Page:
New Zealand rowing has lost a friend, a mentor, a perfectionist and a true gentleman of the sport with the death of Eric Verdonk.

The world-class rower lost his battle with cancer last Friday, aged 60, leaving behind wife Mandy, daughter Sieska and son Hugo.

Born in land-locked Taihape in 1959, Verdonk developed a great passion for the water after moving north as a youngster and winning the Holy Grail of secondary school rowing, the Maadi Cup with his Westlake Boys' High crew in 1976.

From then on, Verdonk was sold on the sport and his quiet resolve, determination and diligence allowed him to fashion an enviable world-class career lasting until his final days.

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He won his Maadi Cup medal in an eight as a teenager for Westlake Boys', but dominated the domestic single sculls scene for more than a decade despite only taking it up seriously when he was 27.

Eric Verdonk endeared himself to the entire Auckland rowing scene during a long and illustrious career.
Eric Verdonk endeared himself to the entire Auckland rowing scene during a long and illustrious career.

His seven national titles broke the New Zealand record for the most consecutive single sculls victories between 1987 and 1993.

In total, he won 15 national titles, including six in the double sculls.

But his record on the world stage also impressed.

Affable and talented rower Eric Verdonk had a wardrobe full of red coats.
Affable and talented rower Eric Verdonk had a wardrobe full of red coats.

Verdonk won bronze in the single sculls at the 1986 Commonwealth Games in Edinburgh, Scotland, bronze in the 1988 Seoul summer Olympics and finished fourth in the single sculls at the Barcelona Olympics in 1992.

He competed at five world championships; his best performance was a third in Tasmania in 1990. Verdonk also became the first Kiwi to win a single sculls race at the Henley Royal Regatta. He finished second another year,

At the 1994 Commonwealth Games in Ontario, Canada, he won the double sculls and came second in the quad.

Born in Taihape six years after his parents had migrated from Holland, it was on Auckland's North Shore where he made his mark.

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He joined the North Shore Rowing Club in 1973 and quickly endeared himself to the entire Auckland rowing scene.

Upon his death the club wrote on social media: "A character of immense resilience, determination and courage, Eric's legacy will forever be etched in North Shore and the NZ rowing communities history."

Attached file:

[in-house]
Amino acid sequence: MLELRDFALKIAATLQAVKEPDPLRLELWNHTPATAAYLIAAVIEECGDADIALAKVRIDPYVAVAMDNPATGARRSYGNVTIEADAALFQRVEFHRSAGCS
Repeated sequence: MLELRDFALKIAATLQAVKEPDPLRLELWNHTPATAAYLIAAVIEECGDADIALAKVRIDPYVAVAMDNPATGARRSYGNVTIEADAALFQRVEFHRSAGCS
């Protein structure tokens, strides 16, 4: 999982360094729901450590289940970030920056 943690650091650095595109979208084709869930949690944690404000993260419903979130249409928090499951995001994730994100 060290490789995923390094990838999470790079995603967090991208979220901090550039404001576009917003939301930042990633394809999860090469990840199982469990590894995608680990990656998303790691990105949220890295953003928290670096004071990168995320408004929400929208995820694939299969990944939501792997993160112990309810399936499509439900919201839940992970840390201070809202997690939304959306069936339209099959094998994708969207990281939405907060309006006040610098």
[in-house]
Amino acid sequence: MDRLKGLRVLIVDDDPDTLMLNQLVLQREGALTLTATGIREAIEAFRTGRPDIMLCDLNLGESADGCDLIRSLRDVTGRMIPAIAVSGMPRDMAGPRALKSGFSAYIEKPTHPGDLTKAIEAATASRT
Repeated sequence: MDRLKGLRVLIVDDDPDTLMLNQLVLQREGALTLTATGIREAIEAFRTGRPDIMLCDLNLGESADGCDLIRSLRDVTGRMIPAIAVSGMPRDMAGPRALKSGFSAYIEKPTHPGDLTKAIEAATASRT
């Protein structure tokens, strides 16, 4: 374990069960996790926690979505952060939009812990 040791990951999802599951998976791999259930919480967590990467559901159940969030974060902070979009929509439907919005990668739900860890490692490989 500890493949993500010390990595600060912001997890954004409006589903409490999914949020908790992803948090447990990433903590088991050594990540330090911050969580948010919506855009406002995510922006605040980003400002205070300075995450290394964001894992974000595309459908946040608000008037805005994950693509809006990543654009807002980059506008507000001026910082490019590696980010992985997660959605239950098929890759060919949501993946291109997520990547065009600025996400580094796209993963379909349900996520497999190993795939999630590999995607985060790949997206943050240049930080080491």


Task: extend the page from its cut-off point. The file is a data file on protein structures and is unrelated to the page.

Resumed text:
It was these and other attributes that longtime friend and colleague Phillippa Baker-Hogan remembers well.

The Whanganui three-time world champion and two-time Olympic finalist described her old mate as a gentleman and a perfectionist.

"I knew Eric pretty well after spending a lot of time overseas with his in the early days," Baker-Hogan said.

"He really was a gentleman, an absolute perfectionist. Eric was a boatbuilder and it was often said he was the only man who could build a boat, row a boat and set up a boat."


Baker-Hogan was on hand at the Edinburgh Commonwealth Games in 1986 to witness Verdonk win bronze behind English rowing icon Steve Redgrave.

"I remember it well, it was where I won silver in the lightweight women's single sculls.

"Redgrave had already competed and won gold in other boats and was expected to walk away with the single scull as well, but he had to dig really deep to finally beat this little determined Kiwi guy.

"Brian Hawthorne coached Eric, myself and Whanganui's Des Healy in the early days and then Eric, Des and myself coached overseas at the same time in 1991.

"I was also competing at Oympics in Barcelona with Eric in 1992 when he finished fourth."

Verdonk was still competing in masters events as recently as last year.

After his retirement, Verdonk worked for Waitakere Sports Association and from 2017, was the head coach of the rowing club at Takapuna Grammar School. Last month, the school made him a lifetime member of their rowing club and the New Zealand Rowing Foundation this year awarded Verdonk a medal for his contributions to rowing in New Zealand.

While a stalwart of the North Shore Rowing Club since 1973, Eric Verdonk became head coach of Takapuna Grammar in latter years.
While a stalwart of the North Shore Rowing Club since 1973, Eric Verdonk became head coach of Takapuna Grammar in latter years.

"I was delighted for Eric when the job popped up for him to coach Takapuna Grammar seemingly out of nowhere. Seeing his crews on the water – beautiful and fast – epitomised his style," Baker-Hogan said.

"It is no mean feat for anyone to win two bronze medals in men's heavyweight single sculls at Olympic level. Eric was not a big man in stature, but his technique was flawless.

"I caught up with Eric just a month ago at the Rocket Foods New Zealand Championships where we shared medal presentation duties on the podium where his son Hugo and my son Blake stood for their respective ceremonies – it was a very special moment.

"My condolences go out to Mandy, Sieska and Hugo."